Rollover Accidents Can Be Extremely Dangerous
Rollover accidents are among the worst for occupants of a vehicle. Although rollovers account for only 3 percent of all serious crashes, they are responsible for roughly 30 percent of fatalities.
Any vehicle can roll over, but taller, narrower vehicles like SUVs, pickups, and vans are more susceptible. This is because they have a higher center of gravity and tend to be more top-heavy. In addition, rounding a curve or a sudden turn at the wrong speed—or overcorrecting for a sudden turn—renders these vehicles more vulnerable to weight shifts that, when combined with gravity, can lead to rollovers.
Steering maneuvers, however, are not the primary cause of single-vehicle rollovers. Bumping into a curb at significant speed, striking a pothole, or two wheels encountering a soft roadside shoulder can cause a vehicle to “trip.” The government estimates that 95 percent of rollovers are due to “trips.”
Drivers have a say in minimizing rollover danger. Avoid placing heavy loads on the roof or otherwise overloading the vehicle, which intensifies weight shifts that result in rollovers.
Wear seatbelts. Nearly three-quarters of those ejected from the vehicle in a rollover don’t live to tell the tale. Excessive speed makes rollovers more severe and is a factor in approximately 40 percent of fatal rollovers.
Replacement tires should be similar to the originals and be inflated per manufacturer recommendations. When purchasing a vehicle, choose one with state-of-the-art safety features, such as electronic stability control and side airbags.
If you’ve been the victim of a rollover accident due to the negligence of another, contact us immediately to protect your rights.
Keep Kids Safe on All Hallows’ Eve
May your children have a spooky and fun Halloween, but make “safe” part of the equation as well. Kids love to dress up and pretend they’re someone else, but visibility is of prime importance. Light-colored costumes are best, adorned with reflective tape and/or stickers. Flashlights and glow sticks do the trick, too.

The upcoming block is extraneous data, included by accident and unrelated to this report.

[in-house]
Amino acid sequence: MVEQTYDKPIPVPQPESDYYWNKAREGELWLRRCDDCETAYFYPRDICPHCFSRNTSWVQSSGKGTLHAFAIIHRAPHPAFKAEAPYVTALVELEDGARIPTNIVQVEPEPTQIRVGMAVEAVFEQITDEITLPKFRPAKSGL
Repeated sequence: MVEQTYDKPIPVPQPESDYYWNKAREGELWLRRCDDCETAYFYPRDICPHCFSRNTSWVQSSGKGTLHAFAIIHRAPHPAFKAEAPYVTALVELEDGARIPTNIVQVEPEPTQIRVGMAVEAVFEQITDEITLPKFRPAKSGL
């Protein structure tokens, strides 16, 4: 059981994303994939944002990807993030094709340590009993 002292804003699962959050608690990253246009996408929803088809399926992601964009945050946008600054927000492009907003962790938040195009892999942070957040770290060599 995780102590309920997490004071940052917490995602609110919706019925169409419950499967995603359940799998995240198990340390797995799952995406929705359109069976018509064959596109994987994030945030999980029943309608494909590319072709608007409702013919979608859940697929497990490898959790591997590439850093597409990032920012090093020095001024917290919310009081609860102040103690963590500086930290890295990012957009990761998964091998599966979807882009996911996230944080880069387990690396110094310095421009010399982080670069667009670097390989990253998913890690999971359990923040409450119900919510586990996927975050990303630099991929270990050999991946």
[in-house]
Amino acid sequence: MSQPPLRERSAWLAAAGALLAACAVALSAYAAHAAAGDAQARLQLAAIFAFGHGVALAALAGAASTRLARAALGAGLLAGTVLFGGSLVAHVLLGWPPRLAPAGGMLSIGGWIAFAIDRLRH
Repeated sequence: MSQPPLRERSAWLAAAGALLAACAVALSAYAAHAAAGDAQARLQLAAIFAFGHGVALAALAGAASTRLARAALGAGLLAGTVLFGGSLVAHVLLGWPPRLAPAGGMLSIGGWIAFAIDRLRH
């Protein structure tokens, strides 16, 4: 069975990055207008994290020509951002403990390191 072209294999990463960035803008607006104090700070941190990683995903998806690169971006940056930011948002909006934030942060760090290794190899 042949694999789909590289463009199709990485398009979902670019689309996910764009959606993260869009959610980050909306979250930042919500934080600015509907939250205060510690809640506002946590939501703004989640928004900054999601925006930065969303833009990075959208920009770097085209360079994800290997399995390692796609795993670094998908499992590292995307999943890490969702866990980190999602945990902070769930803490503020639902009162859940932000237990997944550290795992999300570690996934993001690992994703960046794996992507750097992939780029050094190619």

Make sure shoes fit well and that outfits aren’t so long as to cause a tripping hazard. Kids’ eyes should have proper clearance from wigs and hats. Masks can intrude on vision, too. Face paint can create an effective disguise while affording full peripheral vision.
Young children (under 12) should always be accompanied by an adult. Cross streets at the corners, in the crosswalks, and follow traffic signal instructions for pedestrians. Walk across streets; do not run. Watch for cars backing out of driveways (or pulling in). If there’s no sidewalk, walk while facing traffic, as far away from the roadway as possible.
Trick-or-treat in familiar neighborhoods only. Consider a front porch light that isn’t on as a “no trespassing” sign.
For those age 12 or older who go trick-or-treating without adult supervision, there’s strength in numbers. Don’t enter houses if you don’t know the residents. Pay attention, which means forgoing the “devices” for a brief while. Be aware that decorative contact lens purchases without an eye exam and prescription are illegal and dangerous. An infection and possible blindness can occur remarkably quickly.
Finally, inspect the sugary loot when you get home. Better safe than sorry.
Have a safe and happy Halloween!
A Pumpkin Spice Latte You Can Easily Make at Home
Total Time: 10 min • Prep: 5 min • Cook: 5 min
- 1 cup milk
- 2 tablespoons pure pumpkin puree
- 1 tablespoon sugar
- 1/4 teaspoon pumpkin pie spice, plus more for sprinkling
- 1/4 teaspoon pure vanilla extract
- 1/4 cup hot espresso or strong brewed coffee
- Sweetened whipped cream, for serving
Combine the milk, pumpkin puree, sugar, pumpkin pie spice, and vanilla in a medium microwave-safe bowl, cover the bowl with plastic wrap, and vent with a small hole. Microwave until the milk is hot, 1 to 2 minutes. Whisk vigorously until the milk mixture is foamy, about 30 seconds.
Pour the espresso or coffee into a large mug and add the foamed milk. Top with whipped cream and a sprinkle of pumpkin.
Taming the TRID Tiger: Understanding the New Mortgage Lending Disclosure Rule Changes
Mortgage lenders have spent millions of dollars updating software and putting new compliance systems into place in order to comply with the new 1,888-page consumer lending rule from the Consumer Financial Protection Bureau. The new rule takes effect for consumer mortgage loan applications made after October 3, 2015.